Inferior: Introverted Thinking (Ti)
Recall the aforementioned conflict between the ENFJ’s personal desires and those of his groups and associations with others: at the core of this conflict lies Fe’s struggle against inferior Ti. When a situation arises in which the ENFJ’s sense of personal logic and causal reasoning contradicts everything his external obligations suggest he should support, substantial psychological difficulties can arise. Torn between the objectively supported mutual responsibilities by which his conscious mind defines his identity and the unconscious personal/subjective desire for personal consistency, Ti manifests itself as an uncomfortable representation of his personal conscience, pestering him in the back of his mind: “Something here just doesn’t make sense.”
The real difficulty will occur when the ENFJ is forced to confront a disconnect between the needs of others and his own need to behave in a way he can feel consistent and fair to himself about–this will almost invariably shower him in feelings of guilt and selfishness for failure to set aside his own needs in favor of upholding the overall welfare of the larger group. Since dominant Fe sees the individual’s well-being as near-unconditionally subservient to that of the larger group or preservation of group obligations, the process of rationalizing subjective, individual judgment and balancing it against his outwardly substantiated connections and responsibilities to others will certainly be an arduous process at best.
In practice, this tends to manifest itself in the form of self-denigrating behavior, and some rather disconcerting attempts to redouble the ENFJ’s efforts to support the group’s well-being in a (typically futile) attempt to squelch out the personal desires and private values that she views as the cause of her problems. In reality, it is not the simple presence of personalized judgment that is the source of the problem, but rather the inability to integrate its role in cognition into a cohesive worldview that balances personal needs and concerns against those of close family/friends/associates. Because the ENFJ’s entire self-image rests on her ability to reliably care for and support the needs of her loved ones, and to provide a living example of the values she shares with them, indulging any personal whim or logical critique of the customs and moral values she sees as central to the group’s ethos comes as a difficult challenge that may threaten the whole idea of that which her dominant attitude rests on. Only through the realization that her commitment to centralized ethical standards and placing the emotional needs of others above her own is in itself a personal value on her part will the ENFJ learn to equate and integrate the (seemingly) opposing forces represented by dominant Fe and inferior Ti.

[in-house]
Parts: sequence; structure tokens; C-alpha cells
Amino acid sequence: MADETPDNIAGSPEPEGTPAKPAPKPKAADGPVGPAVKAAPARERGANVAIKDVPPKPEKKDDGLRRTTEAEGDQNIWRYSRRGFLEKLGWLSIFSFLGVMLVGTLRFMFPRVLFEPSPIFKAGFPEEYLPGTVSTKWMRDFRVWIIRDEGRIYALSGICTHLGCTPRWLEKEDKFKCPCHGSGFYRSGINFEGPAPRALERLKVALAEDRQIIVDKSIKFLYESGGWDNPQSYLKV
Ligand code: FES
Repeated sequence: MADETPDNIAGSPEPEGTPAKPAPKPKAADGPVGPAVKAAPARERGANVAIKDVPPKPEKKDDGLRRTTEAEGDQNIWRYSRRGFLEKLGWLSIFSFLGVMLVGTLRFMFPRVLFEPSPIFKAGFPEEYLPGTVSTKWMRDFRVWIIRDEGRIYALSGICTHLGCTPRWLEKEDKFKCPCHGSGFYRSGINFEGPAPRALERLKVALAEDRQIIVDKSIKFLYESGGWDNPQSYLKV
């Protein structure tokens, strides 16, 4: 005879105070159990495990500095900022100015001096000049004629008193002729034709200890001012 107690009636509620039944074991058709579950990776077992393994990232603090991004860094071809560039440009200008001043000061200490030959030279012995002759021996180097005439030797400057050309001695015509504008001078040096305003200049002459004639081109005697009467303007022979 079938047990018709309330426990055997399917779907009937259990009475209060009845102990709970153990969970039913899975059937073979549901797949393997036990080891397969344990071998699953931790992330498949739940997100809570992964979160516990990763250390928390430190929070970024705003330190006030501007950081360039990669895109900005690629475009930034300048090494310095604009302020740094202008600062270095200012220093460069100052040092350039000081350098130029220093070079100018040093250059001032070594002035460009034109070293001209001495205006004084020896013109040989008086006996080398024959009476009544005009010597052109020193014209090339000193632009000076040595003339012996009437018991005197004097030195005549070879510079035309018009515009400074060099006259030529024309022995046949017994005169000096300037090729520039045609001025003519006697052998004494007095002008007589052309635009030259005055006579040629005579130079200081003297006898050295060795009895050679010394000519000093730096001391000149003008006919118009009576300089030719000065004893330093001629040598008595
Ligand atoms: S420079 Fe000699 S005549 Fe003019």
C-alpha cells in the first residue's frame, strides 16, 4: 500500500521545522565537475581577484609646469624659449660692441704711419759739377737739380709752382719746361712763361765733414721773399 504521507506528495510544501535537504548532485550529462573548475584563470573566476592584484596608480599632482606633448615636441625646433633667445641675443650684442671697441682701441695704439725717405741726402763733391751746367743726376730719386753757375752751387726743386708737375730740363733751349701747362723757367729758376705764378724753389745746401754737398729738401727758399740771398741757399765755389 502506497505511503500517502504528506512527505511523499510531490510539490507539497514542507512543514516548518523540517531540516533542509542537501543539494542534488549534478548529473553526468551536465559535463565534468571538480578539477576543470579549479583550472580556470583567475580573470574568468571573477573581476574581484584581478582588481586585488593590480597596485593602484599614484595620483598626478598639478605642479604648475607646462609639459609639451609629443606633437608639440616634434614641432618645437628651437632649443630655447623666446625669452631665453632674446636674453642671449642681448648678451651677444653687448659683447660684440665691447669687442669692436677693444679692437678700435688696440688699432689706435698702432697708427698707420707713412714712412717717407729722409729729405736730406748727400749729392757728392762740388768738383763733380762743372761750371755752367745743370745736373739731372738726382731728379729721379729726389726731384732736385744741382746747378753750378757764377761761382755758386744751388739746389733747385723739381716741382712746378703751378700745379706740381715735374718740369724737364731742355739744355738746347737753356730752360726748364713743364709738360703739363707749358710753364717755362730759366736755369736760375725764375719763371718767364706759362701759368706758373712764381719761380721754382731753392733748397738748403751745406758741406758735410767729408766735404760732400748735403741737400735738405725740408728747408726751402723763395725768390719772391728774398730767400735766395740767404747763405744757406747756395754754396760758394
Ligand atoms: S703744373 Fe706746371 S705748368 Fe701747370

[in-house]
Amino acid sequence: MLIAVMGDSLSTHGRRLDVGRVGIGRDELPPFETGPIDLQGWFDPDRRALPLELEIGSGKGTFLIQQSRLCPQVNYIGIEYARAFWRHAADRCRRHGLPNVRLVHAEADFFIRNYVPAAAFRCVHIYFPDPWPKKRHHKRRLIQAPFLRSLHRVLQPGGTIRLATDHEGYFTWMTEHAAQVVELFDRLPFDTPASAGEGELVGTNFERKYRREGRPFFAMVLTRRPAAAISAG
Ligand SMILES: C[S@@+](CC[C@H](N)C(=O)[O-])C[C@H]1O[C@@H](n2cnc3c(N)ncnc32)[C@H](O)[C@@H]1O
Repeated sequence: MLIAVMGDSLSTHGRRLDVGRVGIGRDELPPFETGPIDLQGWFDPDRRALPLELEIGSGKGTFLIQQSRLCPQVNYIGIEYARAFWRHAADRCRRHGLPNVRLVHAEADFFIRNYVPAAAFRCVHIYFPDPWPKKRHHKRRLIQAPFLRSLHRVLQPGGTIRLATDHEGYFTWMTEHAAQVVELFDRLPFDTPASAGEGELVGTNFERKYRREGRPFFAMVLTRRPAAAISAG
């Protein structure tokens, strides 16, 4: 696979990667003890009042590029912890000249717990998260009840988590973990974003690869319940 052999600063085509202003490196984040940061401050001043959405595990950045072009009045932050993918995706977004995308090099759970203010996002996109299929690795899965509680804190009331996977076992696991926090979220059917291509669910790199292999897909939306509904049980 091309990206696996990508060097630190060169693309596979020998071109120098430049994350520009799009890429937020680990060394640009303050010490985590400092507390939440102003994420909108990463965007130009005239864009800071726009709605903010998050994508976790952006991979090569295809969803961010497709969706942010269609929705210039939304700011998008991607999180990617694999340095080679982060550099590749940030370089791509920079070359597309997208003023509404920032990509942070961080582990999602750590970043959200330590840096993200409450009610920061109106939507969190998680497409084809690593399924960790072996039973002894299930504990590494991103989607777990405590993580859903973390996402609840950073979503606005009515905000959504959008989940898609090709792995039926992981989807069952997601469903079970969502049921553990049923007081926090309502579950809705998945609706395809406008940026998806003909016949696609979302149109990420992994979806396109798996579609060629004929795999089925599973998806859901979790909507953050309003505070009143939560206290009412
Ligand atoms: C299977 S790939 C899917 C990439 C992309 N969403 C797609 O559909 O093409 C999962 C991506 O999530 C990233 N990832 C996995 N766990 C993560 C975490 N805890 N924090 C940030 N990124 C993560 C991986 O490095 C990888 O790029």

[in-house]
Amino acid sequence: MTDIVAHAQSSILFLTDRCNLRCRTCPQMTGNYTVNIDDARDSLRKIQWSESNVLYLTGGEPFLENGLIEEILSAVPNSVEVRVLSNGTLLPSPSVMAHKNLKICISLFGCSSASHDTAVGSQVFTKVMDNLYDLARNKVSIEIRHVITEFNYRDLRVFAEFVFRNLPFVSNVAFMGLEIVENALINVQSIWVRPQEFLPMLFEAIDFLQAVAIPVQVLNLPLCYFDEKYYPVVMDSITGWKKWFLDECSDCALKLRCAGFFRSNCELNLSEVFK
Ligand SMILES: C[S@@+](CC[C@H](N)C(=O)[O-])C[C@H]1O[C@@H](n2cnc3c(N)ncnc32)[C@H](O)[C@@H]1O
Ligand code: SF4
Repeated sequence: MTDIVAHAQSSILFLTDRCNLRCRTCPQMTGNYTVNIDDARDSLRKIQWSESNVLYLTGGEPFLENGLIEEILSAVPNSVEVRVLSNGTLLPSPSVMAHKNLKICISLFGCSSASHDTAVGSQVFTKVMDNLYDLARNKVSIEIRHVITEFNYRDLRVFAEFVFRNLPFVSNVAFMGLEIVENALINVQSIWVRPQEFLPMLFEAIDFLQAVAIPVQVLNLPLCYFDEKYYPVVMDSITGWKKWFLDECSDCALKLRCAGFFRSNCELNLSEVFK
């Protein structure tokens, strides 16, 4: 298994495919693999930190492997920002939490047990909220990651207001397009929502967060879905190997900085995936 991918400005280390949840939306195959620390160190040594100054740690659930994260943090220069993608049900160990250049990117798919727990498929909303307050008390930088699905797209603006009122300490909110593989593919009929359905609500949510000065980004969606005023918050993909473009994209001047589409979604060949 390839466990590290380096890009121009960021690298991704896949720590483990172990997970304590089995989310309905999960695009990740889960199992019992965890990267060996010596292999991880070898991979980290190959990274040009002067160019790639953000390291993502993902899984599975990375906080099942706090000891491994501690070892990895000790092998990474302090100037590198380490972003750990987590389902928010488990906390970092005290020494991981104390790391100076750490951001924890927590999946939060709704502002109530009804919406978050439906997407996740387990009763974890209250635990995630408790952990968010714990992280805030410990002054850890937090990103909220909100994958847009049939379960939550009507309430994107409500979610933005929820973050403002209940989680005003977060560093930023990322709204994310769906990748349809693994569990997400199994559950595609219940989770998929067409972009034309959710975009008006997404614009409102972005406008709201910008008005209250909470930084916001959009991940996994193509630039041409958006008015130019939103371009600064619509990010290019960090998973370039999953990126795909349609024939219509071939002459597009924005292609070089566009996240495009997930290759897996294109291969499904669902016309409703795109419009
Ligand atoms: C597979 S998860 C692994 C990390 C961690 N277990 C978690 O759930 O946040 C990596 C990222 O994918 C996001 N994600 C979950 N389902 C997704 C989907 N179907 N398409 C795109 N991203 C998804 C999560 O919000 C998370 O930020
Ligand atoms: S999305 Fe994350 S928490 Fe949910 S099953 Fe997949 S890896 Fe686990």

ENFJs in the grip of inferior Ti may become harshly critical and uncharacteristically aggressive–especially when accompanied by issues with tertiary Se. The most common way for this sort of episode to occur tends to involve someone directly and brazenly attacking the values or culture by which dominant Fe defines its place in the world and grants itself meaning and purpose. When the opposing party cannot be persuaded by Fe (because s/he directly and openly opposes everything the ENFJ’s group holds to be an important value), inferior Ti is thrust into the spotlight as the ENFJ is forced to support her beliefs purely through personal reasoning that can stand on its own without objective validation from relationships to others. This area is more than a bit uncomfortable for most ENFJs–as inferior Ti rises, they may find themselves insistent that, “The way we feel about it obviously just makes sense, and if you can’t see why it works then there must just be something wrong with you!” Inevitably, Ti’s internalized logic ties back into Fe’s preferred method for confronting enemies: referring back to the group’s standards as self-referential (and unfortunately circular) evidence for their own universal, “logical” validity.
As ENFJs grow and develop, they will eventually learn to accept that others can maintain value systems which are inconsistent with their own, yet still internally consistent with themselves. (The helping hand of auxiliary Ni may also step in to provide a fresh sense of perspective, and a new interpretation that helps the ENFJ avoid boxing himself into Fe’s objective standards too completely.) When Ti is approached in a healthy manner, it grants the ENFJ an ability to take competing or opposing values on their own merits, to evaluate them purely for internal consistency without damning them from the start through the near-automatic assumption that their opposition to his own group’s values must necessitate their inherent incorrectness.
In addition, developing a balance between Fe and Ti will help ENFJs to recognize and stand up for their own personal needs, and to inject pieces of their individual understandings into the continual recreation and molding of the collective values they rely on to connect with others. With a fully balanced functional hierarchy, ENFJs will find themselves not only increasingly able to connect, support, and identify with the needs of others, but to expand the borders of their own interpersonal groups and aid the development of those groups’ values by bridging the gap between their collective ideals and their own subjective interpretations. From there, it’s not long before they’re able to achieve the respect and importance they desire, while still maintaining a sense of personal integrity–and with that in place, there’s very little that’s out of their range of possibilities.